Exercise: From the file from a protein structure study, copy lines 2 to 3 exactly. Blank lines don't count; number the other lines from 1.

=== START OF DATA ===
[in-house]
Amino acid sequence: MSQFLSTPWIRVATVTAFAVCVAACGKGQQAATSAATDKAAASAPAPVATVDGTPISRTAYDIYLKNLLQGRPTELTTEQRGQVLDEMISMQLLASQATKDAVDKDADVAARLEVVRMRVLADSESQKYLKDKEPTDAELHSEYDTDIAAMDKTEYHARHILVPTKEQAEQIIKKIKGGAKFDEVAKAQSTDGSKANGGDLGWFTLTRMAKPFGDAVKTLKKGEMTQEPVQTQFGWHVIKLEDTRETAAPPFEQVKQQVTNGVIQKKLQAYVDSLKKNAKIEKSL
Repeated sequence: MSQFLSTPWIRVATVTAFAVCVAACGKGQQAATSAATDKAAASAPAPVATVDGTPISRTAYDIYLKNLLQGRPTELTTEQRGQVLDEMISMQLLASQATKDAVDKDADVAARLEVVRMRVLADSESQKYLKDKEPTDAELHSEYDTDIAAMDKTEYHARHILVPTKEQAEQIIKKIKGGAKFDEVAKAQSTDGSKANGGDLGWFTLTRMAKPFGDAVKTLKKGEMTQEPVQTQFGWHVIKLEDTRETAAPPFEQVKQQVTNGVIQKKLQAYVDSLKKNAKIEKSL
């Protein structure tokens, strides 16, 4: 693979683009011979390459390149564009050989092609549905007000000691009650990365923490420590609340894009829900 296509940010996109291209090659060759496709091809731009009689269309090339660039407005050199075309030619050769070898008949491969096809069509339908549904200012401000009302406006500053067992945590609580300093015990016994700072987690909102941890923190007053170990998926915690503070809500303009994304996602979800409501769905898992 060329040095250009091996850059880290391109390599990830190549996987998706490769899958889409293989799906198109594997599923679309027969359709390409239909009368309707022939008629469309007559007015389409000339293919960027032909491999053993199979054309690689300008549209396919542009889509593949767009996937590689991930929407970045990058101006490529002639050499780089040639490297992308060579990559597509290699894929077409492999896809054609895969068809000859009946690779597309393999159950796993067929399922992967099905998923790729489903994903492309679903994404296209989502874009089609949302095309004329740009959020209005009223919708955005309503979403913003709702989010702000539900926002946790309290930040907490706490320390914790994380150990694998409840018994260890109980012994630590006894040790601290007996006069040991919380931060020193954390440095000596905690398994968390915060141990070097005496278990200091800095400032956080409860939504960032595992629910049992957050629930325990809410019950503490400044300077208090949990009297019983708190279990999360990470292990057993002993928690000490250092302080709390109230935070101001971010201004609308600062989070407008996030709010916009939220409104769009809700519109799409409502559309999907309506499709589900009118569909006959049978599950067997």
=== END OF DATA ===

Amino acid sequence: MSQFLSTPWIRVATVTAFAVCVAACGKGQQAATSAATDKAAASAPAPVATVDGTPISRTAYDIYLKNLLQGRPTELTTEQRGQVLDEMISMQLLASQATKDAVDKDADVAARLEVVRMRVLADSESQKYLKDKEPTDAELHSEYDTDIAAMDKTEYHARHILVPTKEQAEQIIKKIKGGAKFDEVAKAQSTDGSKANGGDLGWFTLTRMAKPFGDAVKTLKKGEMTQEPVQTQFGWHVIKLEDTRETAAPPFEQVKQQVTNGVIQKKLQAYVDSLKKNAKIEKSL
Repeated sequence: MSQFLSTPWIRVATVTAFAVCVAACGKGQQAATSAATDKAAASAPAPVATVDGTPISRTAYDIYLKNLLQGRPTELTTEQRGQVLDEMISMQLLASQATKDAVDKDADVAARLEVVRMRVLADSESQKYLKDKEPTDAELHSEYDTDIAAMDKTEYHARHILVPTKEQAEQIIKKIKGGAKFDEVAKAQSTDGSKANGGDLGWFTLTRMAKPFGDAVKTLKKGEMTQEPVQTQFGWHVIKLEDTRETAAPPFEQVKQQVTNGVIQKKLQAYVDSLKKNAKIEKSL